The Dangerous Crisis and Public Health Challenge of Delhi’s Air Quality

Image source : TheIndianExpress

Delhi’s never-ending battle with air pollution has reached a new low point. The air quality index (AQI) has risen above the ominous 450 threshold, putting it in the severe plus category, indicating an imminent public health emergency. The situation has deteriorated to the point where Lieutenant-Governor V.K. Saxena has called an emergency conference, highlighting the gravity of the issue. Elementary schools in India’s capital city have been closed due to a sequence of interconnected events, and the responsibility is not restricted to local contaminants.

The AQI, which ranges from 0 to 500, is an important measure. An AQI of 0-50 is considered “good,” 51-100 is satisfactory, 101-200 is moderate, 201-300 is poor, 301-400 is very poor, and 401-500 is severe. However, the AQI in Delhi has risen above 500, firmly placing it in the severe plus or emergency category. Public health specialists equate the health risks of breathing Delhi’s poor air for a day to smoking 50 cigarettes.

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The combination of stubble burning in neighbouring states, local pollutants, and unfavourable climatic circumstances has resulted in Delhi’s air quality deteriorating to the worst level.

The AQI, which has risen from 351 to 471 in mere hours, has resulted in the activation of the Graded Response Action Plan (GRAP) The Graded Response Action Plan (GRAP) at stage 3. The strategy is divided into four stages, with the AQI crossing 450 triggering the severe plus category. The Commission for Air Quality Management (CAQM) of the Central Government implemented Stage 3, which included the closure of schools and restrictions on vehicular movement. However, the final stage, Stage 4, remains unenforced.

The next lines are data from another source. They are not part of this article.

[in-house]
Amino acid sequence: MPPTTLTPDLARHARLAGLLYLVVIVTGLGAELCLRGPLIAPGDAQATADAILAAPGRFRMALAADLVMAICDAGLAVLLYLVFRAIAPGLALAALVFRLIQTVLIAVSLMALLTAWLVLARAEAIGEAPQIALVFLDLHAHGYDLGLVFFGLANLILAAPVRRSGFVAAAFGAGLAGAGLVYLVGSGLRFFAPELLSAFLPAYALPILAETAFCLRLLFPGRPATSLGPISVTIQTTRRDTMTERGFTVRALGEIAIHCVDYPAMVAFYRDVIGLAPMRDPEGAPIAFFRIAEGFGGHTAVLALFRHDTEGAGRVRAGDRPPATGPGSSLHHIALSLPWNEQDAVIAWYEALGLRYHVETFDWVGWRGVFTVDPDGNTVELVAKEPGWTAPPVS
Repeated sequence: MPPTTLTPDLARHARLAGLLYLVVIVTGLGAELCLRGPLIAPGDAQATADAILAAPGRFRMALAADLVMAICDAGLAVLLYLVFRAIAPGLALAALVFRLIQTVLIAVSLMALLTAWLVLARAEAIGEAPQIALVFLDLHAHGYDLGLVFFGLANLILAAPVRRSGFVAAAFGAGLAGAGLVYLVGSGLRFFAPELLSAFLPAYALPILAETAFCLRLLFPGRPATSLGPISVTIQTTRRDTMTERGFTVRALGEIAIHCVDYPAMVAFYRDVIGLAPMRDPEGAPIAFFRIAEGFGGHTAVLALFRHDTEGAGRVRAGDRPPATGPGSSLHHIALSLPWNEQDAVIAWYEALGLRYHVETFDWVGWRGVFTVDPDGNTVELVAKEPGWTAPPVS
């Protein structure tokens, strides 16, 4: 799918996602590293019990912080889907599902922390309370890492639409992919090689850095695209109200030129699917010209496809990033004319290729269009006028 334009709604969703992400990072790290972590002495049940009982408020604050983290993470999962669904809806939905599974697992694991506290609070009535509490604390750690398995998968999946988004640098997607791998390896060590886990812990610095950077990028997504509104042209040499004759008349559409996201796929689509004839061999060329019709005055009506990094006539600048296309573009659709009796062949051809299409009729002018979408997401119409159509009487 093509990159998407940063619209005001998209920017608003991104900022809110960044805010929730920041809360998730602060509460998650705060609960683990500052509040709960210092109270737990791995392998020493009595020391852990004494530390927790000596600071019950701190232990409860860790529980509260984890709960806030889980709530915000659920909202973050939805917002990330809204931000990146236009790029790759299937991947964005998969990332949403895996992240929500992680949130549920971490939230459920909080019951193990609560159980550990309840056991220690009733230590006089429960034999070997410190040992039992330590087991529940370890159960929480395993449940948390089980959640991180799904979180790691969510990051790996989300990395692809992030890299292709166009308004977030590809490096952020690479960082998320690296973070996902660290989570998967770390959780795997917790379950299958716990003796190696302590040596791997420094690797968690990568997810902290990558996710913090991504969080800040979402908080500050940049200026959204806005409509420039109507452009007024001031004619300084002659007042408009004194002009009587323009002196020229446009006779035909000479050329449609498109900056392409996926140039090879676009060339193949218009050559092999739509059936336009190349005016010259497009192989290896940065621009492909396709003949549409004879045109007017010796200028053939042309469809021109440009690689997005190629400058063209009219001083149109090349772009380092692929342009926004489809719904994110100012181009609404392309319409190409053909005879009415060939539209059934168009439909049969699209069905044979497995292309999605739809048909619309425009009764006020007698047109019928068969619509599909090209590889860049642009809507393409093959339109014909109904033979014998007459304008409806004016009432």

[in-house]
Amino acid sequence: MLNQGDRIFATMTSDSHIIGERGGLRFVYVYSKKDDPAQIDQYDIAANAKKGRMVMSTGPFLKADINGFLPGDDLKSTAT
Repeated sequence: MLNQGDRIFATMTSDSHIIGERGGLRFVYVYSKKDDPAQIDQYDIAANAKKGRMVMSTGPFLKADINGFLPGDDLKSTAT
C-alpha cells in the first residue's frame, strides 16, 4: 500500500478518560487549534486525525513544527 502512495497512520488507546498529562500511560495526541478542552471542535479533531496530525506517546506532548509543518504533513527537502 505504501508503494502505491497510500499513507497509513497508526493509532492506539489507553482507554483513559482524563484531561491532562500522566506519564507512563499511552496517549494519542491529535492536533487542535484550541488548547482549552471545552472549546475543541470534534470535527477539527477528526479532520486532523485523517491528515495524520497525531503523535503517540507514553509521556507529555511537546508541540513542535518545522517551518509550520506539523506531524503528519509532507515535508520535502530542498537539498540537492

The delay in adopting Stage 4 is due to observations that Delhi’s AQI is dropping due to recent Stage 3 efforts. The CAQM stated that it is fair to wait for the current measures to impact the average AQI before implementing strict restrictions. Unfavourable weather conditions such as low wind speed and reduced rainfall, are predicted to continue, making the situation more difficult.

Source : (as of November 06, 2023)

While these steps aim to address the current crisis, the broader picture links Delhi’s air quality problem to a global public health risk. The Environment Pollution (Prevention and Control) Authority of Delhi declared air pollution a public health emergency in 2019, recognising the serious impact of pollution on health. This declaration stressed the importance of long-term, systemic adjustments to mitigate the interrelated health implications.

The ongoing air quality issue in Delhi emphasises the importance of a collaborative effort to decrease pollution, protect public health, and enable individuals to live healthier lives. The profound impacts of pollution on health, including respiratory ailments and affecting broader aspects like outdoor activities and employment, necessitate long term solutions. Addressing pollution is not merely an environmental concern in a society where health and air quality are inextricably linked; it is an overarching priority for the health and well-being of millions.

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